The Ethical Debate
For some, buzz marketing raises not just strategy questions, but serious ethical issues as well. In most cases when marketers talk about buzz marketing ‘agents’ they mean regular citizens who have volunteered to be product guinea pigs — people who receive no financial compensation, but do get products in advance of their release to the general public in exchange for a promise to talk them up if they like them, and to provide feedback to companies about what they and others think. Sometimes, however, marketers blur these lines in their effort to create buzz, hiring actors to pose as Average Joes, similar to what Sony Ericsson did to promote one of its digital cameras.
Actions like these raise the question of whether there is something inherently unethical about buzz marketing itself. After all, even those ‘buzz agents’ who are not monetarily compensated do receive free products in exchange for their services, and few freely admit their status as agents to the people they are buzzing to. For some, the ethical question amounts to just a vague twinge of discomfort when they realize a friend’s excitement over a new product is part of an orchestrated corporate effort to create buzz on the street. For others, it raises the specter of a paranoid future where corporate marketers have invaded every last niche of society, degrading all social interaction to a marketing transaction, where no one can be certain of anyone else’s true opinions or intentions.
Wharton marketing professor Lisa Bolton is one of the hard-liners in the buzz marketing ethics debate. "I realize not all buzz marketing is subversive. Sometimes it’s just a case of getting people on the street and getting the word out. But stealth marketing, where you don’t know that something’s part of a marketing campaign because people don’t identify themselves as such? I thinks it’s wrong. It’s unethical. Over the long term, when people find out, they will feel deceived and betrayed. Ultimately, it will damage a company’s brand equity."
Bolton, who teaches consumer behavior at Wharton, recently discussed buzz marketing in her class. During the discussion several students identified themselves as buzz agents for various boutique marketing companies; some were currently aiding buzz marketing efforts for everything from forthcoming books to new consumer products. Most students were intrigued by the idea of buzz marketing, and few said they perceived any ethical conflict. "They claim that they only act as buzz agents for products they truly like; therefore, they aren’t lying when they praise them. They seem to focus on what they are saying, not why they are saying it," Bolton says.
Still, the students don’t identify themselves as agents unless directly asked and this is what makes the difference, according to Bolton. "Whenever the buzz agent doesn’t identify himself upfront as a marketer, the customer interaction is deceptive and, therefore, unethical. Research in psychology suggests that consumers are more readily persuaded when they do not know that the other person is trying to persuade them. By not revealing their persuasive intent, the buzz agent is gaining an unfair advantage that undermines social interaction. We usually assume that other people, in ordinary discourse, are not trying to sell us something; when we know we are being marketed to, we can raise barriers to try and protect ourselves," she says.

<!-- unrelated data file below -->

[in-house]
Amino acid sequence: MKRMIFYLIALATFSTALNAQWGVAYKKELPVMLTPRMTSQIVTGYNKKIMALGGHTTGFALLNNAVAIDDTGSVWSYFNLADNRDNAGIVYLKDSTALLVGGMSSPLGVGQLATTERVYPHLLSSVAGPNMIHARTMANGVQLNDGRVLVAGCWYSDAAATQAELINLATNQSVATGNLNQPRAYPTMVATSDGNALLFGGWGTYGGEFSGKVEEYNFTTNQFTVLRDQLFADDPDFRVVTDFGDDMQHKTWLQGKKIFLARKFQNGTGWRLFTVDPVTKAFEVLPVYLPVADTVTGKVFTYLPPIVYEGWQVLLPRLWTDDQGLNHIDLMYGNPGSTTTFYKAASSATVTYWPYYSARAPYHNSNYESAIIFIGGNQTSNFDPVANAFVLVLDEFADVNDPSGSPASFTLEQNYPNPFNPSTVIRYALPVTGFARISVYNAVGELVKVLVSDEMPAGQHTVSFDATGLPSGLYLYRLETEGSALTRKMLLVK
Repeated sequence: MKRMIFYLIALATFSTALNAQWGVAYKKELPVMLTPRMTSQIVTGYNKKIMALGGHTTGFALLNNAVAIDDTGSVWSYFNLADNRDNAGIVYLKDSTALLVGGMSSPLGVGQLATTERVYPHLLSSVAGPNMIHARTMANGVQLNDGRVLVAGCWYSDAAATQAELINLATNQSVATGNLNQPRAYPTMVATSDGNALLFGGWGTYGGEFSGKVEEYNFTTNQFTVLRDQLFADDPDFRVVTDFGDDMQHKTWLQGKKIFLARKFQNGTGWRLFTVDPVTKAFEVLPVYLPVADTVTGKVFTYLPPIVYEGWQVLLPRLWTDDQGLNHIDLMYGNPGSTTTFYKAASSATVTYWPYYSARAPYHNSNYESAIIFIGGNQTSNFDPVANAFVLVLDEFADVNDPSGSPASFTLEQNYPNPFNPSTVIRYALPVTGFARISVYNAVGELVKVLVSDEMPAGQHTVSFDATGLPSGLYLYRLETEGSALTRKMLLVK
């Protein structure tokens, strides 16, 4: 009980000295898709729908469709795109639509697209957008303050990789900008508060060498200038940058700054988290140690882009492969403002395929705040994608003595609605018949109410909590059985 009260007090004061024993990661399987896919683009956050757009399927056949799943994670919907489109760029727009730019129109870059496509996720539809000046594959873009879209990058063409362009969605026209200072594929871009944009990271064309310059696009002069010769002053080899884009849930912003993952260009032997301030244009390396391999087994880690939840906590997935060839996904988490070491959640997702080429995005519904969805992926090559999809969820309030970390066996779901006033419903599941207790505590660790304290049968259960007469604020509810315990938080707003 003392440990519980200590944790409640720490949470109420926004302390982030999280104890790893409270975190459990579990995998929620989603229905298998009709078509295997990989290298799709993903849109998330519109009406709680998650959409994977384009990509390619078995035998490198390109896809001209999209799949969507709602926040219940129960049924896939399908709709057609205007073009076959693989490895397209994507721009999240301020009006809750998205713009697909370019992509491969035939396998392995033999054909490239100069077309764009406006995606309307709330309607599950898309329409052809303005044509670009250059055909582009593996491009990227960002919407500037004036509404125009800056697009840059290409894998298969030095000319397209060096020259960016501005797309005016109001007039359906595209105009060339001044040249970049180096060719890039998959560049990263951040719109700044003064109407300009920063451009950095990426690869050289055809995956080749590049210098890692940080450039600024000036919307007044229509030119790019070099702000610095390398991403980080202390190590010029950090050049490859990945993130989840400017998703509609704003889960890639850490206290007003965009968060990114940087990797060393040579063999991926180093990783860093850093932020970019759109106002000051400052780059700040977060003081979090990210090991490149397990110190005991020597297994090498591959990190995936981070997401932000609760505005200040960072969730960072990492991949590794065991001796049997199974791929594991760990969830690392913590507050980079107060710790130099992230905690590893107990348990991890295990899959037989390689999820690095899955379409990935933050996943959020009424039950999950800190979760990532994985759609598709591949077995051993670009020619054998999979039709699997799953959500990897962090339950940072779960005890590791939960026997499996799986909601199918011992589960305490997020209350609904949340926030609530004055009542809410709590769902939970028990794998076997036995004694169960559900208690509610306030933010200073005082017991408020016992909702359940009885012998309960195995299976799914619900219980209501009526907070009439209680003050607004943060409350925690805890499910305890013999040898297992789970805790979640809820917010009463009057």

Bolton’s students changed their tune a bit when she proposed this scenario for them to consider: "At one point I said, ‘So John, you’re sitting in a bar and a cute girl chats you up and you’re feeling like ‘Oh wow, this attractive person is talking to me.’ It’s only after she’s gone that you find out it’s a marketing ploy. Suddenly they said, ‘Yeah, I’d feel pretty bad, [like I had been] taken advantage of’. Because now they are the victim."
Wind disagrees. "I don’t see any ethical problem as long as the company provides the product to a person and that person is totally independent in terms of saying whatever they feel about the product to the customer. If we say, ‘Here’s the product and here’s what to tell people,’ then you’re not allowing them to really express themselves. That’s when it undermines credibility," Wind says. "Consumers are more sophisticated than people give them credit for. Buzz marketing is like sampling; it’s simply providing exposure to the product. You’re not forcing them to buy anything; you’re just exposing them to it. They are not stupid. They will try it and if they like it, they will do more research and maybe buy it themselves. It’s useful. If they don’t like it, they won’t buy it."
Besides, adds Wind, relying on word-of-mouth marketing may actually force companies to create better products. "Research shows that negative word-of-mouth is seven times more powerful than positive word-of-mouth. This really forces people to have good products. Otherwise, when you turn people loose to say whatever they want, you could be in real trouble."
"In the end it’s about cutting through the clutter," says Bolton. "When everyone starts to do buzz marketing, it will just add to the clutter. Then it will be about whoever has the most unique or effective campaign, whether it’s a buzz campaign or not. It will be about what works. The rest is just noise."